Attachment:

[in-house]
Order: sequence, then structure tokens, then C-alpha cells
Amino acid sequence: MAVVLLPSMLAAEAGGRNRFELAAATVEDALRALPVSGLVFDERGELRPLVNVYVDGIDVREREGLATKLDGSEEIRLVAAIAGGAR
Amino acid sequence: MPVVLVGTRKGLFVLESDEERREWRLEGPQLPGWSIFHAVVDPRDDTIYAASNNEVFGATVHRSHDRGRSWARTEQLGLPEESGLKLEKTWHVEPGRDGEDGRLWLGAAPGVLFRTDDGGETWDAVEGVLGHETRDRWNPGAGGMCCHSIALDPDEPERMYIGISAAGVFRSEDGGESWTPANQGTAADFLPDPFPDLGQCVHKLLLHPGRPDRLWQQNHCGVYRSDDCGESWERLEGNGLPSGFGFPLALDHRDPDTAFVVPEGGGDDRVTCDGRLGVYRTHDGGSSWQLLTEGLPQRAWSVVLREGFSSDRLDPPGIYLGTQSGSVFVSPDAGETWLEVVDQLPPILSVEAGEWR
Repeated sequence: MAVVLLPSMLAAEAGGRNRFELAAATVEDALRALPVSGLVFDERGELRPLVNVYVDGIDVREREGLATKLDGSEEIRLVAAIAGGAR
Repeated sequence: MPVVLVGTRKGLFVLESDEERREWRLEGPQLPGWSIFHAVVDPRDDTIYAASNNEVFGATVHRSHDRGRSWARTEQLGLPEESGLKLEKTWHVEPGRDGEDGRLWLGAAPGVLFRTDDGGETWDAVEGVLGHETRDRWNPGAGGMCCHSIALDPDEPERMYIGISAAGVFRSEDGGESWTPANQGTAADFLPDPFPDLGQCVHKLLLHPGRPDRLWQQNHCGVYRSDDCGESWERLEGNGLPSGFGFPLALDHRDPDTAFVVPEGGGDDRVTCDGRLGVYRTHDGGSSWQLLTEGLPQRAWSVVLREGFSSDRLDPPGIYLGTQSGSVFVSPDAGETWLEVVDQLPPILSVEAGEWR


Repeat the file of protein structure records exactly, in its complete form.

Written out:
[in-house]
Order: sequence, then structure tokens, then C-alpha cells
Amino acid sequence: MAVVLLPSMLAAEAGGRNRFELAAATVEDALRALPVSGLVFDERGELRPLVNVYVDGIDVREREGLATKLDGSEEIRLVAAIAGGAR
Amino acid sequence: MPVVLVGTRKGLFVLESDEERREWRLEGPQLPGWSIFHAVVDPRDDTIYAASNNEVFGATVHRSHDRGRSWARTEQLGLPEESGLKLEKTWHVEPGRDGEDGRLWLGAAPGVLFRTDDGGETWDAVEGVLGHETRDRWNPGAGGMCCHSIALDPDEPERMYIGISAAGVFRSEDGGESWTPANQGTAADFLPDPFPDLGQCVHKLLLHPGRPDRLWQQNHCGVYRSDDCGESWERLEGNGLPSGFGFPLALDHRDPDTAFVVPEGGGDDRVTCDGRLGVYRTHDGGSSWQLLTEGLPQRAWSVVLREGFSSDRLDPPGIYLGTQSGSVFVSPDAGETWLEVVDQLPPILSVEAGEWR
Repeated sequence: MAVVLLPSMLAAEAGGRNRFELAAATVEDALRALPVSGLVFDERGELRPLVNVYVDGIDVREREGLATKLDGSEEIRLVAAIAGGAR
Repeated sequence: MPVVLVGTRKGLFVLESDEERREWRLEGPQLPGWSIFHAVVDPRDDTIYAASNNEVFGATVHRSHDRGRSWARTEQLGLPEESGLKLEKTWHVEPGRDGEDGRLWLGAAPGVLFRTDDGGETWDAVEGVLGHETRDRWNPGAGGMCCHSIALDPDEPERMYIGISAAGVFRSEDGGESWTPANQGTAADFLPDPFPDLGQCVHKLLLHPGRPDRLWQQNHCGVYRSDDCGESWERLEGNGLPSGFGFPLALDHRDPDTAFVVPEGGGDDRVTCDGRLGVYRTHDGGSSWQLLTEGLPQRAWSVVLREGFSSDRLDPPGIYLGTQSGSVFVSPDAGETWLEVVDQLPPILSVEAGEWR